Are Americans obese because they drive, or do they drive because they’re obese?

March 3, 2015

Call it America’s latest version on the old chicken/egg question: What came first, excessive driving or the country’s obesity problem? New research indicates that driving more than 10 miles a day hurts drivers both physically and mentally, as Business Insider reports. But this latest study is far from the only one to suggest driving has a negative impact on health. The bigger question, of course, is, do people drive because they are obese, or do they become obese because of their driving habits?

Traffic jam

Image from Kristin Nador.

Researchers don’t have a solid answer, because obesity is too intertwined with other factors to pin the blame solely on driving habits — factors such as diet, genetics, income, and even mothers’ diets. But this recent study does highlight an important link between overall wellness and transit use. “The longer people spend commuting in cars, the worse their psychological well-being,” Adam Martin of the University of East Anglia in the UK notes (Martin worked with the Centre for Diet and Activity to analyze 18 years’ worth of information on almost 18,000 commuters for the study). “And correspondingly, people feel better when they have a longer walk to work.”

Obesity is a major public health concern. Almost 70% of American adults (and nearly one in three American kids ages 2-19) are overweight or obese, according to the American Heart Association. They face increased risks for heart disease, stroke, diabetes, high blood pressure, and more. Obesity costs big bucks, too: the estimate runs $190.2 billion yearly for healthcare costs associated with obesity-related illnesses, according to the National League of Cities. Obese drivers face other risks, including a high fatality rate — 78%  —  in car accidents, as the Berkeley School of Public Health notes.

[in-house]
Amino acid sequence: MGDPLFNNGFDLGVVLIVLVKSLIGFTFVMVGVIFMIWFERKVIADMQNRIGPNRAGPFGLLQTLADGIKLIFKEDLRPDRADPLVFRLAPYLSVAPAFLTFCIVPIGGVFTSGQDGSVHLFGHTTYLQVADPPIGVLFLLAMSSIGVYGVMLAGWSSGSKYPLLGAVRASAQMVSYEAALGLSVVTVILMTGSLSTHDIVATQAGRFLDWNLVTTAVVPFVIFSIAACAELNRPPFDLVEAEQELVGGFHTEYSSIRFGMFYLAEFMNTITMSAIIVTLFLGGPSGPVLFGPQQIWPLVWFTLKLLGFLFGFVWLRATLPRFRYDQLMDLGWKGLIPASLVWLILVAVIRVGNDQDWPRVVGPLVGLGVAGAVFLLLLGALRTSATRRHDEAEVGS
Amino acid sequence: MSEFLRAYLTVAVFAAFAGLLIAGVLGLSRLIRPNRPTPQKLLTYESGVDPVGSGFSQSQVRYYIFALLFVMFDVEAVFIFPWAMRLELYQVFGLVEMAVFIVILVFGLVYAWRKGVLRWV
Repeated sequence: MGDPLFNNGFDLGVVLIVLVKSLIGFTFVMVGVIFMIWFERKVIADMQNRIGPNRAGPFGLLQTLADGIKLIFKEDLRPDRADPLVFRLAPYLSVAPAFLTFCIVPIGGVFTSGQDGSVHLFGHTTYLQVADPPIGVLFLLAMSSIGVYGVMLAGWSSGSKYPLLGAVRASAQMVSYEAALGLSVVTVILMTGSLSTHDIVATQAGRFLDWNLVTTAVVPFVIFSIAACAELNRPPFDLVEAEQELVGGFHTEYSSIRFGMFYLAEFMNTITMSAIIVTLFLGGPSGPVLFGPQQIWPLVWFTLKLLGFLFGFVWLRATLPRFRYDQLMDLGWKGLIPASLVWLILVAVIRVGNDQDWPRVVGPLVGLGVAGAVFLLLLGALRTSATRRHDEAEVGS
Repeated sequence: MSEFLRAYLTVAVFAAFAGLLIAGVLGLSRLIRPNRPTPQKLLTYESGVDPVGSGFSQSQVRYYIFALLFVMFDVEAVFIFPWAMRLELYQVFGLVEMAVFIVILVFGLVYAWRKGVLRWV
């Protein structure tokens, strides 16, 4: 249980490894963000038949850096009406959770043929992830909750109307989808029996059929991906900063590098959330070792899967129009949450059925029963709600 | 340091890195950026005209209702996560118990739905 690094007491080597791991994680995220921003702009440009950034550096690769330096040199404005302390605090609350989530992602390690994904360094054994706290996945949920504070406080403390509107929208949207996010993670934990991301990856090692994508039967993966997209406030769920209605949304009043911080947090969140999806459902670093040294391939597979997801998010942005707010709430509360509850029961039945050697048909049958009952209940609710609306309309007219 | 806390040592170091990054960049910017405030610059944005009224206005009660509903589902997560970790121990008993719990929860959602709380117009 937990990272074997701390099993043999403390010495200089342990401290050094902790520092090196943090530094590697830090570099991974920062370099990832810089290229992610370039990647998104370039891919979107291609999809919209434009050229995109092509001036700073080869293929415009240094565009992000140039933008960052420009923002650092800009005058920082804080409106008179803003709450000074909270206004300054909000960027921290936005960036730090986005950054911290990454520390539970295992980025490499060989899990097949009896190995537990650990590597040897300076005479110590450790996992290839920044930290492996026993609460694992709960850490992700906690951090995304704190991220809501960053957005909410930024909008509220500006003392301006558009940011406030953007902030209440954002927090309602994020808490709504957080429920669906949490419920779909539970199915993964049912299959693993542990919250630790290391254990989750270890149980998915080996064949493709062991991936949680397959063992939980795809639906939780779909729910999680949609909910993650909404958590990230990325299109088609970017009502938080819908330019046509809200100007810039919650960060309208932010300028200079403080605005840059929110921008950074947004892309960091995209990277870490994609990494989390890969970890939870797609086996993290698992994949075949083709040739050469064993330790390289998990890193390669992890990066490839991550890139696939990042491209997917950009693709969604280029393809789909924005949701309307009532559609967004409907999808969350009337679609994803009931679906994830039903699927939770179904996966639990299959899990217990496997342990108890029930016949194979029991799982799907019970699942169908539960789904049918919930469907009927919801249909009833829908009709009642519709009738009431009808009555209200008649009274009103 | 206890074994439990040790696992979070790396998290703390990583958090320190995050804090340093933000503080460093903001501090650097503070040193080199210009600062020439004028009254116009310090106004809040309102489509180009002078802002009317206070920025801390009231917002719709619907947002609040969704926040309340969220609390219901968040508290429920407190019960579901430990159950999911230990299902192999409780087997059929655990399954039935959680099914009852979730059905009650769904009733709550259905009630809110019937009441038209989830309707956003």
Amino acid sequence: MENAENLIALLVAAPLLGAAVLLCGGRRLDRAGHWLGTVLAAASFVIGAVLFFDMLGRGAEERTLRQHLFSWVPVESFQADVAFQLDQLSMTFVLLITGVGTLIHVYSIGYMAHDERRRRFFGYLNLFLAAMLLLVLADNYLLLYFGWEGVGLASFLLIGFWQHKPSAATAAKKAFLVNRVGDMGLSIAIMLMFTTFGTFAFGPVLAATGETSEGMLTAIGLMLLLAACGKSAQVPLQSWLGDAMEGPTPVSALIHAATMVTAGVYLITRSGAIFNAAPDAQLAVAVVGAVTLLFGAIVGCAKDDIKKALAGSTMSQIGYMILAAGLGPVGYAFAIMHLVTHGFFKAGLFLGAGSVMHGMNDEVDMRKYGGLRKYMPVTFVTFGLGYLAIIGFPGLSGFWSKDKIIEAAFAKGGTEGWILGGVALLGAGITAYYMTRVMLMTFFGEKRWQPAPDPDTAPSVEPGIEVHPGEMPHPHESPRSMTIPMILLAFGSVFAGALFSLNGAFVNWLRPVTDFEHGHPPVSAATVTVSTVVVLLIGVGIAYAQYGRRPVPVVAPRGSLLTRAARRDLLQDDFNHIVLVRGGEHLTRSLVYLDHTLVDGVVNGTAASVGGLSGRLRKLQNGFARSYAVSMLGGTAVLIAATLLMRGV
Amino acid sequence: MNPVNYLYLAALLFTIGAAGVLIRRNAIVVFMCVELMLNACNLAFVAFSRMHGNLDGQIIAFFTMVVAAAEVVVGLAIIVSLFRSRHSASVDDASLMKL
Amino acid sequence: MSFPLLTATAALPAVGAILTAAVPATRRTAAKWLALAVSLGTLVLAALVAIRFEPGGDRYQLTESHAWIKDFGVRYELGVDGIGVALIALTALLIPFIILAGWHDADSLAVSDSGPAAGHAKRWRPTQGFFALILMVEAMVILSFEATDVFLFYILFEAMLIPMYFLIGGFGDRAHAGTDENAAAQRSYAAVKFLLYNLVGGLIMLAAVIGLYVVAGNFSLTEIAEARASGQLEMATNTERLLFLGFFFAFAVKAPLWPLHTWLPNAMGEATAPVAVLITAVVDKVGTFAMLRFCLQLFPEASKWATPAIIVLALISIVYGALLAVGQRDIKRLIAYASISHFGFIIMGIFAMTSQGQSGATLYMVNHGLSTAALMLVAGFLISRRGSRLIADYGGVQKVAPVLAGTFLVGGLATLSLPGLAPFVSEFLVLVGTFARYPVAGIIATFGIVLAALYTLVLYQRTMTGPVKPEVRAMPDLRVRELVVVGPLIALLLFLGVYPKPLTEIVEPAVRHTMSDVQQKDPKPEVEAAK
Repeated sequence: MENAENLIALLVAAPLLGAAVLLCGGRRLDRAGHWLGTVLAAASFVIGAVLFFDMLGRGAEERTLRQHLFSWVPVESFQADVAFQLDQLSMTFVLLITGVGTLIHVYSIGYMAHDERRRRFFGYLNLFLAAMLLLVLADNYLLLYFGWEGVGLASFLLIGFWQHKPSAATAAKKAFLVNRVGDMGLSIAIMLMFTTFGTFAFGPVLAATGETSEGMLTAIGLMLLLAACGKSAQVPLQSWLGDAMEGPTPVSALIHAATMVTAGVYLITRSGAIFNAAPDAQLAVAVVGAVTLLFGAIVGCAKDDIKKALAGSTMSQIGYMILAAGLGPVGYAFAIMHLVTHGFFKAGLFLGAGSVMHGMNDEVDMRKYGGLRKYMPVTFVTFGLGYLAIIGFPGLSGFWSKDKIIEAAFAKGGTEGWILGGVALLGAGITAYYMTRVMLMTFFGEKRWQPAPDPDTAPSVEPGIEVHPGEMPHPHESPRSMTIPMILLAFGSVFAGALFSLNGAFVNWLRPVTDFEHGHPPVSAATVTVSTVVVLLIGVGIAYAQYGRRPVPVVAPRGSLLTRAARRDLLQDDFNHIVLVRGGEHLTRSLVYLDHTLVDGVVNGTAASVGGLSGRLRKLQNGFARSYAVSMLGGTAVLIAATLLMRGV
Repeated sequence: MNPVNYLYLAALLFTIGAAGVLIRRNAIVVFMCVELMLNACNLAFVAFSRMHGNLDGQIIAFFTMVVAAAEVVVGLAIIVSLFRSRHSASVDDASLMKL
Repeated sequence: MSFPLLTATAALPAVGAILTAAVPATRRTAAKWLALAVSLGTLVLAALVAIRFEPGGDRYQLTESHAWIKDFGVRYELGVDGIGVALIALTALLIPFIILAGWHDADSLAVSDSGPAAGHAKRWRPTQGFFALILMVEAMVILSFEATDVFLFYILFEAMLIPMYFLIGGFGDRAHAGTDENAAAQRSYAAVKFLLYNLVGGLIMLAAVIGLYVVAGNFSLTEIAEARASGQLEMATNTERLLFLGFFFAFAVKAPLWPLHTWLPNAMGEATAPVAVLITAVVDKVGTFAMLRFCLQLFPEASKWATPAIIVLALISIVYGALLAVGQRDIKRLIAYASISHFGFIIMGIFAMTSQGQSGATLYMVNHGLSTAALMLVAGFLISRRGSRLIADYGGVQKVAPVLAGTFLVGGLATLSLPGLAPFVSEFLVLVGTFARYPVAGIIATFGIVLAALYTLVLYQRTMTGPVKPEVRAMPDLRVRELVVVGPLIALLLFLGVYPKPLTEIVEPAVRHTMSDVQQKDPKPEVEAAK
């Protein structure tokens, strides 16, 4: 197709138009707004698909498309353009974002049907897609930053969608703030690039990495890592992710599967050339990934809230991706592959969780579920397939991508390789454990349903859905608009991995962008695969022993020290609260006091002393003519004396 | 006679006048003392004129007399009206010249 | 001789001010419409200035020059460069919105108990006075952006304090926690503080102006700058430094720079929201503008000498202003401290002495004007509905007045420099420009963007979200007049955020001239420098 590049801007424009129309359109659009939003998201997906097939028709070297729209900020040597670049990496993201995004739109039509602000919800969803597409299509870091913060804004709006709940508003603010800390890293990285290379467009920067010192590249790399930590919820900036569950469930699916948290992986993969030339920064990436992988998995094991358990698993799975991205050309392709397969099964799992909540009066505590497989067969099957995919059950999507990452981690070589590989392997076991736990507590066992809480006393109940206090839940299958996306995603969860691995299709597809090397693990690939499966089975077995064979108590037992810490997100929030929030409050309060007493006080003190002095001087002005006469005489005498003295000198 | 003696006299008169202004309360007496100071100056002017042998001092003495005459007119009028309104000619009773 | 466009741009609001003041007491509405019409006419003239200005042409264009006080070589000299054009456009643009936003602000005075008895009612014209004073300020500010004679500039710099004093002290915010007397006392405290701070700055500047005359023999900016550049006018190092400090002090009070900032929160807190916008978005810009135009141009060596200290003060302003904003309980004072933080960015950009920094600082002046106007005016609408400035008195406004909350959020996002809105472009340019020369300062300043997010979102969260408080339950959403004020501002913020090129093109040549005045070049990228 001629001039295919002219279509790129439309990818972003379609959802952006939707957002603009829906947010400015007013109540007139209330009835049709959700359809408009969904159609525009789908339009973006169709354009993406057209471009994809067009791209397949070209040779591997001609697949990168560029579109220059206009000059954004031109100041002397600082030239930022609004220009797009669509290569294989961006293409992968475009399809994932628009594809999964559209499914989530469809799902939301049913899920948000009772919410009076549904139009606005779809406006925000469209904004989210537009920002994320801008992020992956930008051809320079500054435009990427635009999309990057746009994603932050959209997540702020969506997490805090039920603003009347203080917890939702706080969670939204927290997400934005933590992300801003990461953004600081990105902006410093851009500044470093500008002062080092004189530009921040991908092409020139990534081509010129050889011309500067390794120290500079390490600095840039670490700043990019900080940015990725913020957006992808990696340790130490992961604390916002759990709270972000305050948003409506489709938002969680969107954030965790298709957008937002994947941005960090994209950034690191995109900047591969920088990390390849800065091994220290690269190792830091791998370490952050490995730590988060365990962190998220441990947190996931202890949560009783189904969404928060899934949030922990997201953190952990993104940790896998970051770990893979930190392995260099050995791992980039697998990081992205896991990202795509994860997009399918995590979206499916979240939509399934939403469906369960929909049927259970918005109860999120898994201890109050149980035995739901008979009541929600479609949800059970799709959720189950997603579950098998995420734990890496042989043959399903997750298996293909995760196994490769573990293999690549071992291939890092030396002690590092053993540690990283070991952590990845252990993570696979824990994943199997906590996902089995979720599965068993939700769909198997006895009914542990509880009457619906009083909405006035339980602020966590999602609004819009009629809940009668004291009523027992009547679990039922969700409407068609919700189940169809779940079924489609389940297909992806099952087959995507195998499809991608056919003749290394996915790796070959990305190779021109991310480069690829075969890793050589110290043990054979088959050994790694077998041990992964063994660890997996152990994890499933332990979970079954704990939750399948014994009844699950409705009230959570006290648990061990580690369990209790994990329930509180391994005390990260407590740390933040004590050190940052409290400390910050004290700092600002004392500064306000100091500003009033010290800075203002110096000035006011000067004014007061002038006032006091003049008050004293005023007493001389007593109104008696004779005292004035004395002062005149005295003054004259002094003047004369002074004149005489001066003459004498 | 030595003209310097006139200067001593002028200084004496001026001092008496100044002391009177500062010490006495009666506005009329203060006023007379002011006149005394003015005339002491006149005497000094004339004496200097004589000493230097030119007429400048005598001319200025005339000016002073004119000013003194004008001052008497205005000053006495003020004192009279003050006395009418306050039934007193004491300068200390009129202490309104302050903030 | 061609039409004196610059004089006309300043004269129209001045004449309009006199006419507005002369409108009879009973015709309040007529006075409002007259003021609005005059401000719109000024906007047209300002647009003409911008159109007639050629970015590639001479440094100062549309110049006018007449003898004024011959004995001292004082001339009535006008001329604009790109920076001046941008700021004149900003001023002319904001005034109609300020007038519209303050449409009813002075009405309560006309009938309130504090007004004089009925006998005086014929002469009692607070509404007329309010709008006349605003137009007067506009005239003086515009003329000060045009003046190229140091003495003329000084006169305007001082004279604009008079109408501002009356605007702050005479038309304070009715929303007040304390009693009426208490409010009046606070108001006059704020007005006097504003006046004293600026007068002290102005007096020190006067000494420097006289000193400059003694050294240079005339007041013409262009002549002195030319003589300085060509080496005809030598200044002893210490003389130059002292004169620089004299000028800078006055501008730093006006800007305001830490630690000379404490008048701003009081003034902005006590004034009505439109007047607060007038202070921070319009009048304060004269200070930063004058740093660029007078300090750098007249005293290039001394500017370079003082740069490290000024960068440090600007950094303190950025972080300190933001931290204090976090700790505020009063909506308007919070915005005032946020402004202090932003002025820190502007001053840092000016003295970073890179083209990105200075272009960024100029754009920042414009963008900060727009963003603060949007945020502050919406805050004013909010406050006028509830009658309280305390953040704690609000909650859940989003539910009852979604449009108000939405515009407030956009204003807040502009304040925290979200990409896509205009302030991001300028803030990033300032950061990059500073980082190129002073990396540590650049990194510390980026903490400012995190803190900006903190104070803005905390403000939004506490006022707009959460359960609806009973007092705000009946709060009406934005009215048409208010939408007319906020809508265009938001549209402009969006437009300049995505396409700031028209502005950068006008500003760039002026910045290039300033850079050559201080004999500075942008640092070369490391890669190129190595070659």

An interesting 2002 study analyzed the relationship between car ownership and obesity in China, finding that the likelihood of being obese was 80% higher for men and women in homes which owned a motorized vehicle compared to those without a vehicle. That study offered some advice, too: “Encouraging active forms of transportation may be one way to protect against obesity.”

Another, more recent study at the University of Illinois discovered that, after analyzing national data from 1985-2007, the rate of annual vehicle miles traveled had a strong correlation with the annual obesity rate. “If every licensed driver in the country cut down on travel by just one mile each day, in six years the obesity rate would drop 2.16%—cutting down on the number of obese adults by almost 5 million people,” reported FastCo.

Until we solve this riddle, one solution is to opt for public transit. As researcher Martin puts it, “The most surprising finding was that public transport use improved well-being… Although we are not quite sure why this was the case, it could be that people find train or bus journeys more relaxing, with more chance to prepare for the day ahead, catch up with emails, take phone calls, or catch up with friends, for example.”

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Category: Miscellaneous